Maurizio Sarri generally welcomes the footballing common ground shared by himself and Pep Guardiola, although he was jolted by an uncomfortable parallel two weekends ago.
Taking an undefeated record to Wembley, Sarri's Chelsea were ransacked by Tottenham as they went down to a resounding 3-1 London derby defeat.
Guardiola's maiden loss as Manchester City manager occurred in similar circumstances in October 2016. Having started life in the Premier League with six wins out of six, Mauricio Pochettino's Spurs beat City 2-0 at White Hart Lane – a scoreline that flattered the visitors – and Guardiola's first bid for the English title never truly recovered.
The picture is, of course, very different now. City head to Stamford Bridge on Saturday with 41 points from 15 unbeaten matches, defending a Premier League crown they secured in record-breaking fashion.
Meanwhile, Wednesday's 2-1 defeat at Wolves means Chelsea have won only one of their previous four league games, suggesting Sarri is in the midst of the first-season slump his friend endured. But Guardiola's achievements in England probably bode well for a kindred tactical spirit.
That 2016 loss at Spurs was the second of six consecutive winless games in all competitions for the Catalan and began a torrid three-and-a-half month spell, which remains the closest his gilded coaching career has come to a crisis.
It took in a 4-2 humbling at Leicester City – a game that preceded Guardiola's infamous "I am not a coach for the tackles" remark that only fanned the flames for detractors gleefully pouring petrol on his reputation.
The argument that Guardiola's method, in all its unflinching, attacking boldness, could not work in England was obviously blown out of the water last season to the tune of 100 points.
Jurgen Klopp's Liverpool are also unbeaten in the top flight this term, meaning two sides who press with a maniacal relentlessness in the opposition half are doing so week after week and reaping rewards. It turns out you can do that in England, too.
Guardiola's Juego de Posicion and Klopp's Gegenpressing meant the arrival of "Sarriball" in the Premier League did not meet the scepticism it would have done only a couple of years ago.
Sarri famously shared dinner with Guardiola and Italian coaching great Arrigo Sacchi over the close season, with both citing the ex-AC Milan boss as an inspiration.
Sacchi's guiding influence can be seen in both men's commitment to a high defensive line and forward players being bound by a non-negotiable pressing pact.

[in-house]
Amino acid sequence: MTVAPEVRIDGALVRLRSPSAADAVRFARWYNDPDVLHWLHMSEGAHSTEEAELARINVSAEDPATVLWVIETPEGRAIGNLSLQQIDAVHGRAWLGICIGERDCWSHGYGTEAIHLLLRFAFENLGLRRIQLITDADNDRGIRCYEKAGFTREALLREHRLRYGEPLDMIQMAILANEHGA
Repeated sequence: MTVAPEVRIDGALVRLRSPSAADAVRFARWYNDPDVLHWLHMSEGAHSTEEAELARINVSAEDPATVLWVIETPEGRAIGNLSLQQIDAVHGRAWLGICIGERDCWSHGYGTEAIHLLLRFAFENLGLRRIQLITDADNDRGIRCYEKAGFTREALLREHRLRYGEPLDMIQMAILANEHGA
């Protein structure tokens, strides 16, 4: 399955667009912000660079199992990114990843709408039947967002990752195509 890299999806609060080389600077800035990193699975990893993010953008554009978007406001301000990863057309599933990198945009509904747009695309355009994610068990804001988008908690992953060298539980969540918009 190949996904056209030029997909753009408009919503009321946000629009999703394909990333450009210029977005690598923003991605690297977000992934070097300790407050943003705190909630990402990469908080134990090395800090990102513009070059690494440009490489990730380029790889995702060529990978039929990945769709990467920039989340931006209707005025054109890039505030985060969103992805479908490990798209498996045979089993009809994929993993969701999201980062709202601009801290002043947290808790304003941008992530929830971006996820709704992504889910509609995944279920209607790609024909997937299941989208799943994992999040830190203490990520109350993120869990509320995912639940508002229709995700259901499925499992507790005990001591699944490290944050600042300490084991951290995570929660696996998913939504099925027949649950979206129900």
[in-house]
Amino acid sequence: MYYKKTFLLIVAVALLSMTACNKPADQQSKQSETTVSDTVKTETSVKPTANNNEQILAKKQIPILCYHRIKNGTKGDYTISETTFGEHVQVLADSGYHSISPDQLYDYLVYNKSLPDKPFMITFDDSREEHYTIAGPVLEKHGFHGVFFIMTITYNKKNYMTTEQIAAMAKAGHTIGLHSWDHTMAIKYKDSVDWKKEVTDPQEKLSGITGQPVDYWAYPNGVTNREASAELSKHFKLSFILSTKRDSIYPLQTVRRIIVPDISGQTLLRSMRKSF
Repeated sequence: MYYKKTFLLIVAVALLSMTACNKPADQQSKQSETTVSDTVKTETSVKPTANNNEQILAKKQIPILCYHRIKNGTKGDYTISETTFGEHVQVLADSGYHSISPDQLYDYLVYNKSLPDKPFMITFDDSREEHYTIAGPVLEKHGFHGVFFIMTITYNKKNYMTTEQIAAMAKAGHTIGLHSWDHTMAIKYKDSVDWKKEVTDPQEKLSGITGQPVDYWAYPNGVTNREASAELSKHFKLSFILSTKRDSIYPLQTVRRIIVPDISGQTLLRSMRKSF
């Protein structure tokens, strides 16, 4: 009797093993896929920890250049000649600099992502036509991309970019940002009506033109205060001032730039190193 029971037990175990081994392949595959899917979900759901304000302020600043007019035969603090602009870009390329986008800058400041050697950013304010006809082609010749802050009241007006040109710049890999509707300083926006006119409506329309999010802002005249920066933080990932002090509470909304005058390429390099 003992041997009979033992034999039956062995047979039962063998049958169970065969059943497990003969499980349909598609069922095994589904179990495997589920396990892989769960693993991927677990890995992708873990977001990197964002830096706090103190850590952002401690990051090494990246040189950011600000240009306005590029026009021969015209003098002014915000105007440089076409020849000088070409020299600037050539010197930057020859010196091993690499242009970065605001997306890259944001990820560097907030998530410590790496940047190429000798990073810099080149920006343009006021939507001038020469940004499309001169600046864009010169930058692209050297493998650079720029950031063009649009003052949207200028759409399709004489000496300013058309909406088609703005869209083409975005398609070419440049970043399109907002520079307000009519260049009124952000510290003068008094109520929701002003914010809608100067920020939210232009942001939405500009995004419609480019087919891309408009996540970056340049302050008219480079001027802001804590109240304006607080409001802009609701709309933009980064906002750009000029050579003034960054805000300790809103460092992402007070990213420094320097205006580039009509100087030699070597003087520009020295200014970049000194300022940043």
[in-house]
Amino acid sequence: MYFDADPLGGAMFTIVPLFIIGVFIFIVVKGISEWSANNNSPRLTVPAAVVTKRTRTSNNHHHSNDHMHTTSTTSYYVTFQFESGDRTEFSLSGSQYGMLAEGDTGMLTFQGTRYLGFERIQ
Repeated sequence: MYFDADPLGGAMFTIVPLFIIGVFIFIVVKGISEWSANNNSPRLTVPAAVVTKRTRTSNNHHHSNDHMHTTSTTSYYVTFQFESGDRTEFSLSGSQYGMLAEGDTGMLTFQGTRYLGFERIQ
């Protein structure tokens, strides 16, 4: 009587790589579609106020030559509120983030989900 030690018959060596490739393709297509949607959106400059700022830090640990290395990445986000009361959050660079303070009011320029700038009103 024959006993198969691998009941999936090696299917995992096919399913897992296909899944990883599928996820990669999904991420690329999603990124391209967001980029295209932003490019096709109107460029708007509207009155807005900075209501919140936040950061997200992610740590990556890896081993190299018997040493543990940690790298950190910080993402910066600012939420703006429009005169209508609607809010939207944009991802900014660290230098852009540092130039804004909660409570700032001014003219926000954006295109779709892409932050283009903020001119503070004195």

As such, Sarri's flying start in the Premier League meant eyebrows raised no higher than the Italian's own often-peaked expression. We'd seen this before, so why wouldn't it work for the celebrated former Napoli coach?
This acceptance meant the Spurs defeat came as a jolt, with one counter-intuitive aspect of Sarri's selection drawing ire. A midfield calibration that has been waiting to catch him out.
Having persuaded Jorginho to eschew Guardiola's advances and become his deep-lying playmaker, Sarri had the vital cog he needed to make everything tick. Displacing N'Golo Kante – not unreasonably found to be the world's outstanding holding midfielder in this week's Ballon d'Or vote – was fine as long as Chelsea were taking teams apart on the front foot.
The sight of Kante upfield as Son Heung-min tore past Jorginho and capped an eviscerating outing obviously jarred. The France international would have emerged with the ball or introduced Son to the Wembley hoardings, so the consensus went.
In those sort of top-six clashes, it is easy to see the attraction of Sarri deploying Kante alongside Jorginho to snuff out high-class opponents. Just don't expect him to do it against City, or ever.
Chelsea's squad remain in the early stages of their Sarri indoctrination. Over recent weeks he has passed comment upon the tactical awareness and development of Kante, Ross Barkley and Ruben Loftus-Cheek.
The message is clear. Jorginho playing at the base of the midfield is not a problem, rather a fundamental necessity. Sarri is challenging his other players to perform with a positional discipline that means the Italy schemer is not exposed as he was against Spurs.
Guardiola went through a similar teething phase. John Stones, for example, would not stop passing out from centre-back despite several high-profile errors; he would do it more often, with more confidence and push City higher and higher up the pitch.
It is easy to envisage howls of derision if David Silva, Bernardo Silva and the rest slice through a flailing Chelsea midfield on Saturday. But Sarri will stick to his guns and, in the opposite dugout, the trigger-happy Chelsea hierarchy should see the reason to hold their nerve in the long term.